"One project during Trueman's term in which Beaverbrook was heavily involved was the expansion of the Bonar-Law Bennett Library, now the Provincial Archives. The Latin motto emblazoned above its entrance is Ne me derelinquas, Domine or "Forsake me not, O Lord!" A more popular local translation, however, at least among those who feared that Beaverbrook's great generosity might one day come to an abrupt end, was "Forsake us not, your Lordship."

Forsake us he did not. The beneficence towards UNB, which began in 1920, lasted to the end of his life and, through his son, Sir Max Aitken, and daughter-in-law, Lady Violet Aitken, and the Beaverbrook Canadian Foundation, into the 21st century.

Mary Louise Lynch (BCL'33, DCL'81), for many years Beaverbrook's New Brunswick lawyer, attributes the arousal of his interest in UNB to Murray MacLaren (BA1880, LLD'17), a distinguished surgeon and, at the time he first visited Lord Beaverbrook in England in 1921, a member of Parliament.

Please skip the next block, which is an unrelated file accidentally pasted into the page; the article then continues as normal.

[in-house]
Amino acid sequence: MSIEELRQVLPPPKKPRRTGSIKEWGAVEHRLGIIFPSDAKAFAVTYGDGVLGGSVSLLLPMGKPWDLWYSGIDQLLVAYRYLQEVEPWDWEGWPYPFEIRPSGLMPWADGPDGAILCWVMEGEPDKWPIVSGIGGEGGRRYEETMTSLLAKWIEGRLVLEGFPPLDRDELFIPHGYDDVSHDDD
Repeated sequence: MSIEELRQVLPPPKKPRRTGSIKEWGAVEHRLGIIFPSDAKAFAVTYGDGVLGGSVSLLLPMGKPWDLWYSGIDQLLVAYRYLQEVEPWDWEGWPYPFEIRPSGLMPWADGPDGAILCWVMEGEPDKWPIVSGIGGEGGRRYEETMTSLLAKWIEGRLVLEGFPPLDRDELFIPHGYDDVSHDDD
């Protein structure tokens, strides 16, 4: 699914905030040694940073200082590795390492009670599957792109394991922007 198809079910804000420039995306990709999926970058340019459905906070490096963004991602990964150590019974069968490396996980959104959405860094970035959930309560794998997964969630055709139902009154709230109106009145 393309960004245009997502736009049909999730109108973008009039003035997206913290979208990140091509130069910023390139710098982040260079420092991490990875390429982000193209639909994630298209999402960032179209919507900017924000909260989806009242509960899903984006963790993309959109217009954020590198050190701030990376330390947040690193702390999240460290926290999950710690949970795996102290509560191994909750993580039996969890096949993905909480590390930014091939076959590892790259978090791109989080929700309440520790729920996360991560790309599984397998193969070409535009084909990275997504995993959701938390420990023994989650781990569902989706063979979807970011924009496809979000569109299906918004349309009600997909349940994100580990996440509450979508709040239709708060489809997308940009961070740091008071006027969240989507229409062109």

During that first encounter the decision was taken to establish the Beaverbrook Scholarship, Beaverbrook's greatest gift to UNB and to New Brunswick, ensuring a cadre of educated people to assist with the province's and Canada's development.

Other gifts followed: the Lady Beaverbrook Residence (1930), the Lady Beaverbrook Gymnasium (1940), the addition to the Bonar Law-Bennett Library (1951), Beaverbrook House in Saint John (1953), thousands of valuable books and manuscripts, and countless smaller, unrecorded benefactions. It was his gifts to the library, perhaps more than any others, which facilitated UNB's transition from a small college to a true university.